Sunday, September 30, 2012

Chapter 2 - Hike To Grasse Pond, Debar Mountain Wild Forest

We'd hiked into the Debar Mountain Wild Forest to the Grasse Pond lean-to (see yesterday's post) and had just arrived at the southern end of Grasse Pond. The dogs began running excitedly toward the pond for a closer look:

The trail between the lean-to and Grasse Pond was, appropriately, all covered with grass and became spongier and bouncier as we made our way toward the water. It became apparent that we were walking on a floating peat bog:

Seamus was headed toward the pond with gusto, but stopped short of the water when he realized that the surface beneath him was becoming too treacherous to hold his weight::

I stopped short of the water also as I surely didn't want to break through the floating peat bog. But Grasse Pond was a gorgeous and pristine wild lake. I knew that I was seeing something sacred:

Being much lighter and more adventurous, Daphne continued to bounce through the grass like a silly little bunny rabbit. She sure has fun:

I was wearing brand new shoes and they were sinking into the water with each step. I didn't want to ruin them, so began moving back toward dry land. This picture shows the sphagnum surface on which we walked, complete with water bubbling to the surface, grasses and cranberry plants:

The path became less spongy and more stable as we returned toward the lean-to:

Once back in the forest, we began the return trip to the trail head:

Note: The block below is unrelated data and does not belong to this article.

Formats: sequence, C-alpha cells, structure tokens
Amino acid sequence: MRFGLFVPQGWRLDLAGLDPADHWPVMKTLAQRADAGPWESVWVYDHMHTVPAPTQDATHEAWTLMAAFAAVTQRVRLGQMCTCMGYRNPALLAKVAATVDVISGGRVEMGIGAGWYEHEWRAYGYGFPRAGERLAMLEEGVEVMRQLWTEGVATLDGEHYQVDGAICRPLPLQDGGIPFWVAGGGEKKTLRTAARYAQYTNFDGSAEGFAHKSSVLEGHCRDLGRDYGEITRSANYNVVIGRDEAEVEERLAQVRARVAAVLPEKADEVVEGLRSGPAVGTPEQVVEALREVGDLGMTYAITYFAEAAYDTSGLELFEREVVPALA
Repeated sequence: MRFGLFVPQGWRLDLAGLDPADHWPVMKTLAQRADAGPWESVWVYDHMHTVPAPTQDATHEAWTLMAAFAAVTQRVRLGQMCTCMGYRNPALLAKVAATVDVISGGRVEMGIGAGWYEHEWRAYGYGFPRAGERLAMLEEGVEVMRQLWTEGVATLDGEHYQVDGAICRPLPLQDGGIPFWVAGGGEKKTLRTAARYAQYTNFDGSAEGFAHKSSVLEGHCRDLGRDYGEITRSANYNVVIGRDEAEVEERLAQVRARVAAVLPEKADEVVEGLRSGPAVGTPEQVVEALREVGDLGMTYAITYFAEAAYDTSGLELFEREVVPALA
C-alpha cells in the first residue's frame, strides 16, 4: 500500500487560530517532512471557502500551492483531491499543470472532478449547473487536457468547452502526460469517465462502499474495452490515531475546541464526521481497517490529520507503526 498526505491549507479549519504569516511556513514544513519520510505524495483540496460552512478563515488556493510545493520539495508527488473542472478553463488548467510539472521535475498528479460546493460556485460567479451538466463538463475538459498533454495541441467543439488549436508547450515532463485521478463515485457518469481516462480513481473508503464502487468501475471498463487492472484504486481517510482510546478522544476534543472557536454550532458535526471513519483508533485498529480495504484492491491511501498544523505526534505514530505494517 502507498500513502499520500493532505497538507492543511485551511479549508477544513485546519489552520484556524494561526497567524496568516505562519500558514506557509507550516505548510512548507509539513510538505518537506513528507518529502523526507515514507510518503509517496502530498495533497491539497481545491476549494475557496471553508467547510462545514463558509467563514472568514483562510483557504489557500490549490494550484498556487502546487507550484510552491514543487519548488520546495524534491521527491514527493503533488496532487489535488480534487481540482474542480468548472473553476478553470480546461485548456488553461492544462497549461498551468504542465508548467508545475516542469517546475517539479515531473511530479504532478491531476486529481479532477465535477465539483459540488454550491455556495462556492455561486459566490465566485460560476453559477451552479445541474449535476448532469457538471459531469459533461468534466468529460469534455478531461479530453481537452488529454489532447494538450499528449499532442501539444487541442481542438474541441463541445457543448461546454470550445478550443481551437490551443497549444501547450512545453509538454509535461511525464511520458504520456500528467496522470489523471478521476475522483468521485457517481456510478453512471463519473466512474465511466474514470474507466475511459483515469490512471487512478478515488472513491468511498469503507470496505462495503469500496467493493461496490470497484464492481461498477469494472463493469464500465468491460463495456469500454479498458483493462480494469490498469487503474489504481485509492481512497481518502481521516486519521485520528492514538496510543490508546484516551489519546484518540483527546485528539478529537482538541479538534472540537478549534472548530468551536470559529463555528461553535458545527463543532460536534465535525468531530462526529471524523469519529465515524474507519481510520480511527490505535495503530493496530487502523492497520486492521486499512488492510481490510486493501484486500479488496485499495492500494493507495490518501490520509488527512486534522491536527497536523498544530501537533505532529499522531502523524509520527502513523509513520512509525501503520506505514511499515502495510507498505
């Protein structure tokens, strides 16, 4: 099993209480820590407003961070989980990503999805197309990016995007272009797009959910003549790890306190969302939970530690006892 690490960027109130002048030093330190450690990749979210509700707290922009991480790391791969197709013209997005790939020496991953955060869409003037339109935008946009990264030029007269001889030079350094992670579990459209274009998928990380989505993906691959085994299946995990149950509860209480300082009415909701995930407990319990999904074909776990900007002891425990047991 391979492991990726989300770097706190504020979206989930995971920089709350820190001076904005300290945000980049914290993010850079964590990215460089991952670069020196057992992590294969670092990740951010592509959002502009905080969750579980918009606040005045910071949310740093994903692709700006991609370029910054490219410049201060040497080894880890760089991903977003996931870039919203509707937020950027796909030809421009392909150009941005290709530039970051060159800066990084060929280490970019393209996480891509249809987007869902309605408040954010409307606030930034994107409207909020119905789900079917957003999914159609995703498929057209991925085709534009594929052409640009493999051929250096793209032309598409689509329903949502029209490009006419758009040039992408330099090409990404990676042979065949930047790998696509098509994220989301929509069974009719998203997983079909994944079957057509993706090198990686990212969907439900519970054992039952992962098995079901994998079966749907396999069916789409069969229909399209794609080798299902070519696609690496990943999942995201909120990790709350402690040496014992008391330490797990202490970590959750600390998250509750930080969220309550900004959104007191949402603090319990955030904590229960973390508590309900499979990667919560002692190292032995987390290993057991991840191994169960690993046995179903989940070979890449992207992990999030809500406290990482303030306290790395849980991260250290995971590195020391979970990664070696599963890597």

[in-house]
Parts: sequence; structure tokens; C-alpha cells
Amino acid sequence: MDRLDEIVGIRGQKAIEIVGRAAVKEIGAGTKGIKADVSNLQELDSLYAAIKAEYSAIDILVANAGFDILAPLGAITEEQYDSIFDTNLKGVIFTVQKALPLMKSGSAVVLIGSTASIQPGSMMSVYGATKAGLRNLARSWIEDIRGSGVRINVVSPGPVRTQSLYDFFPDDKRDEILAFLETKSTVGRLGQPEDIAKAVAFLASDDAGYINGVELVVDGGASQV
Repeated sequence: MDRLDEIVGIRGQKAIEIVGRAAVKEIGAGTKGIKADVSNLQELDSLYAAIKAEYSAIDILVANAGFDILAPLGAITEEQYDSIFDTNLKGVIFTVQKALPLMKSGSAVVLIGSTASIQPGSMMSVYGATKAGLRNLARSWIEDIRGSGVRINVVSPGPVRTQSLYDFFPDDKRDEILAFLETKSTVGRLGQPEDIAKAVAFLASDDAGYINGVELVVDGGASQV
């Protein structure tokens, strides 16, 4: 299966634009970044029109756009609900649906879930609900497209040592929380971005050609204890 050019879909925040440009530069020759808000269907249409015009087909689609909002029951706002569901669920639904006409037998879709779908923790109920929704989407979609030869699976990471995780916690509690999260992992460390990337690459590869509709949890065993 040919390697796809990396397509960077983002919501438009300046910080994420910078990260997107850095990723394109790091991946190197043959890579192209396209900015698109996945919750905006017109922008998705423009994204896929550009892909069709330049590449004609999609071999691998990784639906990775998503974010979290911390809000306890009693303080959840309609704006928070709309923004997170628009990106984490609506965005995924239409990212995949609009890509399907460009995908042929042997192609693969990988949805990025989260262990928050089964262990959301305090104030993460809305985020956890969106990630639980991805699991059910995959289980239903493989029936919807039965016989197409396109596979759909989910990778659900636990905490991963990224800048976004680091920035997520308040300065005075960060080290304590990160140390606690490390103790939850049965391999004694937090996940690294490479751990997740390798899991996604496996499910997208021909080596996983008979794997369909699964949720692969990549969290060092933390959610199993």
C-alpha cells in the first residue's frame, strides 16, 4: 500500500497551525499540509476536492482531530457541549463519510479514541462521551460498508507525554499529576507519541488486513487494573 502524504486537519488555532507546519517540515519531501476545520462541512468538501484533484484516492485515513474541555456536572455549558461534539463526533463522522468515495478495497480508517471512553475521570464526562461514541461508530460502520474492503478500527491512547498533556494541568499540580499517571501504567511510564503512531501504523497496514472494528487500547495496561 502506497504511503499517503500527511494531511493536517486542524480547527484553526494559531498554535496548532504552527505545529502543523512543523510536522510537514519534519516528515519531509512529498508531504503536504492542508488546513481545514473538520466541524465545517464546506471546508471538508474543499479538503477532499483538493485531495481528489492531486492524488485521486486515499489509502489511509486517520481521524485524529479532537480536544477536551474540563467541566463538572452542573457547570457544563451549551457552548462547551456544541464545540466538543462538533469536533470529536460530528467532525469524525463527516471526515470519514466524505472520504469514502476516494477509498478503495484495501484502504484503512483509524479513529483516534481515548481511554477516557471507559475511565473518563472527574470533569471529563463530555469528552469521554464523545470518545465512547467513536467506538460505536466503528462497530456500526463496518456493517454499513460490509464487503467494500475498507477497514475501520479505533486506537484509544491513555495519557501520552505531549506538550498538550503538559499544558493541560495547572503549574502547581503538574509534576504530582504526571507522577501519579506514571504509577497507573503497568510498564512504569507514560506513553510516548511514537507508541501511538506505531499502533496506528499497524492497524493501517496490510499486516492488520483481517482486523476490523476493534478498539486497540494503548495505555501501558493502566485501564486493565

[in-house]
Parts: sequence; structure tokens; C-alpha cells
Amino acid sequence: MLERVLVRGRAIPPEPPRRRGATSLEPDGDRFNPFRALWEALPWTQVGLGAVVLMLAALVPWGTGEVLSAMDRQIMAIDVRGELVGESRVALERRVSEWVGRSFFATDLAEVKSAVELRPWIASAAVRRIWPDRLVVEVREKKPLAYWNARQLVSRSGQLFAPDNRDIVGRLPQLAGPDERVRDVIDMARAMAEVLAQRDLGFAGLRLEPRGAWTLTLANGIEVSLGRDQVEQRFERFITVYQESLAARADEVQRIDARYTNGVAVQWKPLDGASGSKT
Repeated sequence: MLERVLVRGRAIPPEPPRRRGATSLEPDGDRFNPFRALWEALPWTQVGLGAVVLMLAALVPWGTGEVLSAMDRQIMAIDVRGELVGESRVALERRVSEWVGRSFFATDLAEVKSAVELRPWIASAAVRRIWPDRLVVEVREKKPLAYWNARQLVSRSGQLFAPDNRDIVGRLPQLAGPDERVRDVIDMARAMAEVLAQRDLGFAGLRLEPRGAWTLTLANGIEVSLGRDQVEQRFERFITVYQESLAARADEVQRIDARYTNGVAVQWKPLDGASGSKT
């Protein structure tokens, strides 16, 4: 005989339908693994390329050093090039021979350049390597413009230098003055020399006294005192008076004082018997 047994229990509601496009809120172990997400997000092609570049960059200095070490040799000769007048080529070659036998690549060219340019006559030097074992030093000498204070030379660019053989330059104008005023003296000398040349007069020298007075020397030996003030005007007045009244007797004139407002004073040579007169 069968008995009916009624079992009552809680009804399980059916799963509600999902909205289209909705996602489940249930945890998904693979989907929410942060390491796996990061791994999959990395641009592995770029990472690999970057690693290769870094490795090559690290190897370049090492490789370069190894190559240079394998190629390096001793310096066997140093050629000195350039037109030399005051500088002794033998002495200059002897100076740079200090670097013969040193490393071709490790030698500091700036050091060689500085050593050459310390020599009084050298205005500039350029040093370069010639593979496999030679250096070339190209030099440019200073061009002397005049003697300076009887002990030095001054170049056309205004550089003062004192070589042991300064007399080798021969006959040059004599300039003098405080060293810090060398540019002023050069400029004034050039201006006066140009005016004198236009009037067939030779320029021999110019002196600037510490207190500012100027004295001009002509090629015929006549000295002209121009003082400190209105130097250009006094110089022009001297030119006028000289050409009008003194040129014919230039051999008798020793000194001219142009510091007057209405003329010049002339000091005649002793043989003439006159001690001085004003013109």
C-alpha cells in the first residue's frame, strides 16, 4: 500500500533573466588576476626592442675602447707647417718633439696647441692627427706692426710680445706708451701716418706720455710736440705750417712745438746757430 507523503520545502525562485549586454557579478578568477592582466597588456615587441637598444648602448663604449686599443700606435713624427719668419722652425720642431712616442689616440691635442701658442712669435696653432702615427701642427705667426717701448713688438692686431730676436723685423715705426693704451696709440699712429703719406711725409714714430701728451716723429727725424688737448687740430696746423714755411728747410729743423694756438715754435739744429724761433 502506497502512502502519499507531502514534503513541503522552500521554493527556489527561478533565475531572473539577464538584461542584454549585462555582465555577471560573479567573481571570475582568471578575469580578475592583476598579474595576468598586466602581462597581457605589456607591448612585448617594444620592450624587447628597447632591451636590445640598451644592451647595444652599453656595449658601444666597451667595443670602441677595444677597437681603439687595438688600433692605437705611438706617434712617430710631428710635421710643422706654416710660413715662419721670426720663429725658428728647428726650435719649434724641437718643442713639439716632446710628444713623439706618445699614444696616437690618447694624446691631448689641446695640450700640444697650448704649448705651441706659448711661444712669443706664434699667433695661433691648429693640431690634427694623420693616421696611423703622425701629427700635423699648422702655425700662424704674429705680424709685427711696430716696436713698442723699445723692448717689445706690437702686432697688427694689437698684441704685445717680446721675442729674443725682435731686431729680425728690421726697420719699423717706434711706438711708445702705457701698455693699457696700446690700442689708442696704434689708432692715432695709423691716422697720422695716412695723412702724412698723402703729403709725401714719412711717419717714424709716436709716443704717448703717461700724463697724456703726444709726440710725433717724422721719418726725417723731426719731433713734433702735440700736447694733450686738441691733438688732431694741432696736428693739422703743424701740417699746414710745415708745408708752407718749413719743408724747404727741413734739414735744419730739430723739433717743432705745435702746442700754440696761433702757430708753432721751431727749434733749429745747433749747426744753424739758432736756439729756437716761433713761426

We passed by the lean-to once again and the dogs, of course, checked one more time for dropped food or bacon drippings. Hope never dies:

Having found no food scraps, we all continued on our way:

My dogs stayed together very nicely, perhaps because it was such easy going. They still had a marvelous time, though, playing and sniffing and peeing and doing all the usual dog things:

Back through the deep forest we traveled, the trail seeming to me to be much longer than it had when we walked going the other way. Since the trail was unmarked and there were a few side trails, I began to wonder if I'd made a wrong turn. But I'll post more tomorrow:

Saturday, September 29, 2012

Chapter 1 - Hike To Grasse Pond, Debar Mountain Wild Forest

I'd gotten an early start that Monday morning and hiked Panther Mountain and taken driving photo tours of the hamlet of Keese Mill and the town of Brighton. But it was still morning and I wanted to do one more hike. I chose to hike in to Grasse Pond (some spell it "Grass Pond") in the Debar Mountain Wild Forest. The trail head was adjacent to Mountain Pond and the Hays Brook Horse Trail where I frequently stop with the dogs on my way to and from the farm. The sign said it was 3 miles to the lean-to:

This trail was reported to be level and exceedingly easy walking. It was exactly that, and lovely also.

The dogs were ecstatic to be on another hike, and gave everything a thorough sniffing:

We passed through deep forests on a broad, level trail which enabled me to enjoy the views instead of carefully watching where I set down each foot:

We arrived at an old plank bridge spanning the Osgood River:

I made a mental note to explore the Osgood River on our return trip:

The trail forked shortly after we crossed the bridge and we bore to the right, heading for the Grasse Pond lean-to:

This trail was lined with ferns of all kinds, but especially Bracken Ferns. I don't think I've seen so many Bracken Ferns since my childhood summers in Oregon where we used to pull them up and use them as spears to throw at each other while playing "Cowboys and Indians:"

Are we almost there yet, Dad?:

The trail wasn't marked, but I thought it was obvious enough where to walk and didn't think we'd get lost:

The dogs alerted me to a pile of feathers in the trail and I took a closer look. Some bird, possibly a Blue Jay (judging by the striped feathers), had become someone's dinner here. I didn't notice at first, but whoever had eaten this bird had left behind its intestines, which look rather like earthworms in this photo: